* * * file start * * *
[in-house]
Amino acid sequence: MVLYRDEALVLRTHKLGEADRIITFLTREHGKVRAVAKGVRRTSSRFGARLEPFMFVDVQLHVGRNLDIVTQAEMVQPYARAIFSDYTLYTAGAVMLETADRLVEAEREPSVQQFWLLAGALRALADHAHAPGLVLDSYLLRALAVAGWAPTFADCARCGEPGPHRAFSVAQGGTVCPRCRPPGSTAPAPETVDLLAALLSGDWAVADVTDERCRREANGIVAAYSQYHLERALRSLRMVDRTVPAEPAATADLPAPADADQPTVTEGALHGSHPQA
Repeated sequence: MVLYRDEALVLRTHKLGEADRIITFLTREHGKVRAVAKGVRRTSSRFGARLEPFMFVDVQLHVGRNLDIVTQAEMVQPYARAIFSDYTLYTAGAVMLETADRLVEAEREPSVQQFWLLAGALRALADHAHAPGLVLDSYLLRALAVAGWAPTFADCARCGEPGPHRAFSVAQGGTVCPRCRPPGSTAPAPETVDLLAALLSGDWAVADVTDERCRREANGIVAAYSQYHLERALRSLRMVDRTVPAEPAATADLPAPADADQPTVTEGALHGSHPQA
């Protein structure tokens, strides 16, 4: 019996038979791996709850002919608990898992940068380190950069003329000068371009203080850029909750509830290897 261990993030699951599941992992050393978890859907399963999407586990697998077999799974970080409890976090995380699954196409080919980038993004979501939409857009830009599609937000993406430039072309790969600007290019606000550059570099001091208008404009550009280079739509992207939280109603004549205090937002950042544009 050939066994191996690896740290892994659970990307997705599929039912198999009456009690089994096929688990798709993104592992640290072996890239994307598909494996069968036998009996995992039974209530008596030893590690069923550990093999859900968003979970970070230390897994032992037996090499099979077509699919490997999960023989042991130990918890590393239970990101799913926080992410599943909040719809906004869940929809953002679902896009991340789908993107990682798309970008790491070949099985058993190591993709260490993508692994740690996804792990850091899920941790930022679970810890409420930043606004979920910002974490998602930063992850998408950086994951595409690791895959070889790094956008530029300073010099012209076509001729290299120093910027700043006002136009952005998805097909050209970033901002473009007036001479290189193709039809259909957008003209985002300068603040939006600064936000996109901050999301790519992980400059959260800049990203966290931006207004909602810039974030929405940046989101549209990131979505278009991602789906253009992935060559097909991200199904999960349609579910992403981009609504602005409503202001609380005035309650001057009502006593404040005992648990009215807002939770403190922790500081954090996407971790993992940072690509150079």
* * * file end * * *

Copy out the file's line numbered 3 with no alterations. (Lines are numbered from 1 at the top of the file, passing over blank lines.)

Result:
Repeated sequence: MVLYRDEALVLRTHKLGEADRIITFLTREHGKVRAVAKGVRRTSSRFGARLEPFMFVDVQLHVGRNLDIVTQAEMVQPYARAIFSDYTLYTAGAVMLETADRLVEAEREPSVQQFWLLAGALRALADHAHAPGLVLDSYLLRALAVAGWAPTFADCARCGEPGPHRAFSVAQGGTVCPRCRPPGSTAPAPETVDLLAALLSGDWAVADVTDERCRREANGIVAAYSQYHLERALRSLRMVDRTVPAEPAATADLPAPADADQPTVTEGALHGSHPQA